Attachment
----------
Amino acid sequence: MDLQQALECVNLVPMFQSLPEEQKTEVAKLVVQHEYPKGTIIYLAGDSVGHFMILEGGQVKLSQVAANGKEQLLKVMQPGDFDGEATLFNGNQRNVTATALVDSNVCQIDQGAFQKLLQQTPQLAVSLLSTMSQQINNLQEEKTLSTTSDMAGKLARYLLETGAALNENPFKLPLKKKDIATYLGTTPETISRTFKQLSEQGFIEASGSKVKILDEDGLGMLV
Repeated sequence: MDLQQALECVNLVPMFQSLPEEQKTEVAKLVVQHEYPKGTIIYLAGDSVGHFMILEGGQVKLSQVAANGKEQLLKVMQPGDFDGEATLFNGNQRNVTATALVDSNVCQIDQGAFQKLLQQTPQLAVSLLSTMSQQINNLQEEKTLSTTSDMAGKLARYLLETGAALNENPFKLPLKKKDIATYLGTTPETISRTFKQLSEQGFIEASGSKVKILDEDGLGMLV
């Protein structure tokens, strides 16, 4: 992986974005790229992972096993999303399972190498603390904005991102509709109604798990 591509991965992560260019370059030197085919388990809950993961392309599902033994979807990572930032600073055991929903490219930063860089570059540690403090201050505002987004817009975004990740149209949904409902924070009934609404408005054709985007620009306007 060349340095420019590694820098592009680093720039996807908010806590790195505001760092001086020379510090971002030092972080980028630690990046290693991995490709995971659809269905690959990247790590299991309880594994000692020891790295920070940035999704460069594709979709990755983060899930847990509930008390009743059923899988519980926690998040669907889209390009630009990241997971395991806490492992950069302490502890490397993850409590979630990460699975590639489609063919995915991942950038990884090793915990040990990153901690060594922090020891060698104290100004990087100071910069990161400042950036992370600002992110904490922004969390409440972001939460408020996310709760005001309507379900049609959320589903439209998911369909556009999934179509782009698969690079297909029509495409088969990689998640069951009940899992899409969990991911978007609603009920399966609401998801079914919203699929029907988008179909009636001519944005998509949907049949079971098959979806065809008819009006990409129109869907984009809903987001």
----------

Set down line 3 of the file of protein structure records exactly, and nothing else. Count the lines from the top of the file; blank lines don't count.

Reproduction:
């Protein structure tokens, strides 16, 4: 992986974005790229992972096993999303399972190498603390904005991102509709109604798990 591509991965992560260019370059030197085919388990809950993961392309599902033994979807990572930032600073055991929903490219930063860089570059540690403090201050505002987004817009975004990740149209949904409902924070009934609404408005054709985007620009306007 060349340095420019590694820098592009680093720039996807908010806590790195505001760092001086020379510090971002030092972080980028630690990046290693991995490709995971659809269905690959990247790590299991309880594994000692020891790295920070940035999704460069594709979709990755983060899930847990509930008390009743059923899988519980926690998040669907889209390009630009990241997971395991806490492992950069302490502890490397993850409590979630990460699975590639489609063919995915991942950038990884090793915990040990990153901690060594922090020891060698104290100004990087100071910069990161400042950036992370600002992110904490922004969390409440972001939460408020996310709760005001309507379900049609959320589903439209998911369909556009999934179509782009698969690079297909029509495409088969990689998640069951009940899992899409969990991911978007609603009920399966609401998801079914919203699929029907988008179909009636001519944005998509949907049949079971098959979806065809008819009006990409129109869907984009809903987001």